Day programs help both elders and their caregivers
AS HAWAII'S elderly population grows faster, many baby boomers and families will be faced with the challenges of caring for their loved ones -- whether they are aging parents, grandparents or spouses. Nursing homes, assisted living facilities, retirement communities, independent senior housing, adult day services and other senior support services will be more in demand in the future as Hawaii's elderly population outpaces national averages. According to the University of Hawaii's Center on the Family, by 2030, about 27 percent of the population will be 60 or older, with about 3 percent 85 and older. An adult day program is a good resource for many families.
In general, adult day programs all have structured activities such as exercise, arts and crafts, games, music, lunch and learning experiences in group settings that enhance health and well-being. Most individuals who go to an adult day program cannot be left at home alone, because they have some form of dementia or memory loss or need some assistance with activities of daily living but don't require around-the-clock care.
Some have difficulty remembering things -- things they knew and loved to do previously. It can be very frustrating for them. Therefore, every effort is made to help them succeed at little things and help them feel better about themselves. The predictable routine of music, laughter, bingo games and familiar faces creates a satisfying day even for individuals with memory loss. As a provider of adult day services, I have noticed that participants can find value and joy in each day even when there are declines in memory or mobility.
Eddie began having memory problems a few years ago. As his condition worsened, his wife felt she needed outside help and looked into an adult day program for her him. For the past four years, Eddie has been going to the day program five days a week. While he now has confusion and cannot carry on meaningful conversations, he enjoys being with the group and participates in some of the activities. His wife notices that the daily socialization and stimulation help him sleep better. And with Eddie in good hands for a few hours a day, she's able to volunteer and receive much-needed respite as the daily demands of caregiving increase.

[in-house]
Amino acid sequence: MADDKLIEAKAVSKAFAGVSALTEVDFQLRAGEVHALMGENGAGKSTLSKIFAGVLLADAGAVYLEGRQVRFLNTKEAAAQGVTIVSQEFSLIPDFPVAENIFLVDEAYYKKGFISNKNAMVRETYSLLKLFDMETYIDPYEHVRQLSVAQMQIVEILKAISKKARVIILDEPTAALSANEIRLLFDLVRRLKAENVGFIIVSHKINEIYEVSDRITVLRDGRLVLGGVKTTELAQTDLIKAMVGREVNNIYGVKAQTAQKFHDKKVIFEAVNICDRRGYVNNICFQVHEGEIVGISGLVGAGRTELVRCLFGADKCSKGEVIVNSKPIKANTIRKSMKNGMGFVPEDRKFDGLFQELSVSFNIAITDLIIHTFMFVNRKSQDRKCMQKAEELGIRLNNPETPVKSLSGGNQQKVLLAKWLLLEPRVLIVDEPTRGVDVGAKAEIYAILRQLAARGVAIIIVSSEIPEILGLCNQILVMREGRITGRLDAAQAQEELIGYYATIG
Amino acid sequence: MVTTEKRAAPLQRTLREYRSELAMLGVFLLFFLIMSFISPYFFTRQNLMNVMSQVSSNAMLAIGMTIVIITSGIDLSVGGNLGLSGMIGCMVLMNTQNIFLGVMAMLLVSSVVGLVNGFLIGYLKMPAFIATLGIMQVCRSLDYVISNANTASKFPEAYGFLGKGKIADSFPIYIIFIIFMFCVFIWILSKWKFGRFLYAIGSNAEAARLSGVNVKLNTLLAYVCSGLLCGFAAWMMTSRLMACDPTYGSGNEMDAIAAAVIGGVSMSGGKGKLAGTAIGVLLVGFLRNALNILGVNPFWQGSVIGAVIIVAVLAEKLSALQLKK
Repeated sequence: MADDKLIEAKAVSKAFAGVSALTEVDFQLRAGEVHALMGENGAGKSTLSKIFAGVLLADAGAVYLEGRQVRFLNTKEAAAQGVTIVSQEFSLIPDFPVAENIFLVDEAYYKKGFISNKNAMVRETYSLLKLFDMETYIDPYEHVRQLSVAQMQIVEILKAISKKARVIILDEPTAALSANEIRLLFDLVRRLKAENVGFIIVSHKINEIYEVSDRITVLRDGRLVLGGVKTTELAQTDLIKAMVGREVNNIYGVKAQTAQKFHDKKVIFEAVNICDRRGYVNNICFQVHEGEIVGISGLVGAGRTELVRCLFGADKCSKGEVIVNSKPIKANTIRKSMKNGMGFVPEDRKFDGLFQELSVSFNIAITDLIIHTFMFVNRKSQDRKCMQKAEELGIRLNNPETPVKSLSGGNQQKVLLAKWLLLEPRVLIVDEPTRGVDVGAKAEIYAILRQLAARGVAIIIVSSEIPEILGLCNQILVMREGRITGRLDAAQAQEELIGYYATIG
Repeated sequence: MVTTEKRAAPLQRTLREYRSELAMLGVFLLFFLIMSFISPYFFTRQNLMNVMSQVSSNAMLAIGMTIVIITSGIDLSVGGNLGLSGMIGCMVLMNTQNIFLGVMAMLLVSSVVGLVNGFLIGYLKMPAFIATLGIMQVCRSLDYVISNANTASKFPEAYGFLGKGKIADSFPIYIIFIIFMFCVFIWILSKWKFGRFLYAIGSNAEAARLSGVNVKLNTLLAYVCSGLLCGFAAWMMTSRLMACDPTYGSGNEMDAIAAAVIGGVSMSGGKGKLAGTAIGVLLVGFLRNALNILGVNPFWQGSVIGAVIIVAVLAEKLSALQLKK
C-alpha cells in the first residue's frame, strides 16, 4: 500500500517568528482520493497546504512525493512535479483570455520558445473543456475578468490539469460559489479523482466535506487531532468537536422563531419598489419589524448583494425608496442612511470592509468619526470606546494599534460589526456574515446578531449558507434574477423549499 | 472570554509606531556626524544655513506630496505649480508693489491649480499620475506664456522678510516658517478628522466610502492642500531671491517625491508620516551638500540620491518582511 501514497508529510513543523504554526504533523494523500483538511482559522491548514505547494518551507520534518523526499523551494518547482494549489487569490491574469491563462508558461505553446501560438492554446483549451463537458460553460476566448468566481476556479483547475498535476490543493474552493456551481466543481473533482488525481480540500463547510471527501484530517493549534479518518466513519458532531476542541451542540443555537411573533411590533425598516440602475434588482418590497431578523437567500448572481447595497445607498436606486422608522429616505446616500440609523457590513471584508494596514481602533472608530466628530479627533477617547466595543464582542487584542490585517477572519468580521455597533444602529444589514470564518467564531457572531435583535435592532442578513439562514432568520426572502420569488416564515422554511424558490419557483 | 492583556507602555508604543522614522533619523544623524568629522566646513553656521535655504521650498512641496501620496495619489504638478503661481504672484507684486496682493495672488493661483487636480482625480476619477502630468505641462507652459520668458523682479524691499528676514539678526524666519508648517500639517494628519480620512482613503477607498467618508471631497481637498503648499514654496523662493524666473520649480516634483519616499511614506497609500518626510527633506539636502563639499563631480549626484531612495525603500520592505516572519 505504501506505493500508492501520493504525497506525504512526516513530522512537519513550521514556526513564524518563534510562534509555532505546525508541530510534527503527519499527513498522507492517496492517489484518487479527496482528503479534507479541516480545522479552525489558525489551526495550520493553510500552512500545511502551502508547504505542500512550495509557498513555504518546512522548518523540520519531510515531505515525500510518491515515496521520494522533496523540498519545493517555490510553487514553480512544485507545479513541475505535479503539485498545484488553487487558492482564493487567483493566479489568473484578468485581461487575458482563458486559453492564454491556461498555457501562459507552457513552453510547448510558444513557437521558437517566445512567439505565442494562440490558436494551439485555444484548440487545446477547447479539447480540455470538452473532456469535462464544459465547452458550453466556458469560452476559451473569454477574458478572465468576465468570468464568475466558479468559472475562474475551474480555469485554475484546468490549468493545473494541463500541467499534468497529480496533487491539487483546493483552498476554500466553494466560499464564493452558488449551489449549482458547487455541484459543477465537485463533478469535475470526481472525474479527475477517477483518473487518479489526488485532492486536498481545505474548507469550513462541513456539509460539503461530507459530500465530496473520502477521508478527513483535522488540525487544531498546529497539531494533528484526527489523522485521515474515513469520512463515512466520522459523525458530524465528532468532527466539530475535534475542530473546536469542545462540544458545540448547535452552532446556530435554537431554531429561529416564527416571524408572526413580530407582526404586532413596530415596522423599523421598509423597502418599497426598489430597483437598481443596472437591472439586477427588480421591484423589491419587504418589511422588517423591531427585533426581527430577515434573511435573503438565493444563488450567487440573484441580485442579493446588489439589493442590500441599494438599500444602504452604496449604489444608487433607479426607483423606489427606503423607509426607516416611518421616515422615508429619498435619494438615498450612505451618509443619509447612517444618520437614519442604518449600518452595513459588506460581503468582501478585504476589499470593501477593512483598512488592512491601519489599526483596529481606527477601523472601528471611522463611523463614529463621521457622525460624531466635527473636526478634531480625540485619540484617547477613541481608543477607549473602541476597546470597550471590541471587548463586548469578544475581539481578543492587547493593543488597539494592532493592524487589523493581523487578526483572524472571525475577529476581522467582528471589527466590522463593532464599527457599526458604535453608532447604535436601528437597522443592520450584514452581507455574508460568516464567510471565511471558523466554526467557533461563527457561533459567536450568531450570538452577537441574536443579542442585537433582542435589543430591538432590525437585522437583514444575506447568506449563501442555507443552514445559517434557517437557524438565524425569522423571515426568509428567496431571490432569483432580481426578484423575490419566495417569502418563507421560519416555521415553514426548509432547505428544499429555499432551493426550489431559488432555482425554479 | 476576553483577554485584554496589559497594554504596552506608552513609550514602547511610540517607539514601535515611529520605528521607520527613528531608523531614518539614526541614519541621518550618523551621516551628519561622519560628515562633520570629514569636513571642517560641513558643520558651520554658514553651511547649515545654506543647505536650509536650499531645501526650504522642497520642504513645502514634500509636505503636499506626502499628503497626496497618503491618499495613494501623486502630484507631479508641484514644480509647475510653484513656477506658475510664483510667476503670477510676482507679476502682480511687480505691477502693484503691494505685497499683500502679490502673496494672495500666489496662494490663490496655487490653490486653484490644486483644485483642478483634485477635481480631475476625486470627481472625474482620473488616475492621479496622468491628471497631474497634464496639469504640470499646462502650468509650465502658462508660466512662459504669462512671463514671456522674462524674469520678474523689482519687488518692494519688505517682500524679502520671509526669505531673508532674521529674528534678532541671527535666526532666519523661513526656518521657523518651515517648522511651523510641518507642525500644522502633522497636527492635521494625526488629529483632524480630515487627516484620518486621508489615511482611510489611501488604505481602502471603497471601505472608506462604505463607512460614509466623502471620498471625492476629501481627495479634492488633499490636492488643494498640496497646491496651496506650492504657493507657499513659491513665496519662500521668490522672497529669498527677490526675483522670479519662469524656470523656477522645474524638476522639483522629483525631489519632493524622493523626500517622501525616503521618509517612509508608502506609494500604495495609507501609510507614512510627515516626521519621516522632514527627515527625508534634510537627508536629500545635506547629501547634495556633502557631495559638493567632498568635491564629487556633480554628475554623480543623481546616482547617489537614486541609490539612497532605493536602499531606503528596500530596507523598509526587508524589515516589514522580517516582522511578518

The primary goal of an adult day program is to improve the quality of life for seniors and their families, by helping older adults maintain their dignity and functional abilities and stay safely at home for as long as possible. Interaction with others combined with activity and the sense of purpose gained from participation might mean less loneliness and depression and fewer health complaints, which in turn can result in fewer visits to the doctor or trips to the emergency room.
While adult day programs support the participants, they also provide valuable assistance to caregivers who work or need respite from the day-to-day demands. Caregiver strain is often reduced, because there is less worry if their loved one is in a safe, supervised environment. A little time to take a break or enjoy a day with friends is so important and much deserved.
These are just a few of the benefits an adult day program can provide. Even when used part-time, just two or three days a week, families have noticed some significant improvements in their loved ones. And they feel they can be better caregivers when they are also taking care of themselves. Attending a caregiver support group also can help.
Currently, Hawaii has nearly 30 licensed adult day programs. Costs average between $50 and $75 a day. While adult day care is not covered by Medicare, it might be covered by a long-term care insurance policy. Some programs also offer financial subsidies.
No one ever plans to attend an adult day program after retirement, but sometimes it can be a blessing for individuals in their golden years and their caregivers.
Sister Ellen McClure was recently appointed program director of Franciscan Adult Day Center, an outreach program of St. Francis Healthcare System of Hawaii and the Sisters of St. Francis. Call 988-5678 for information.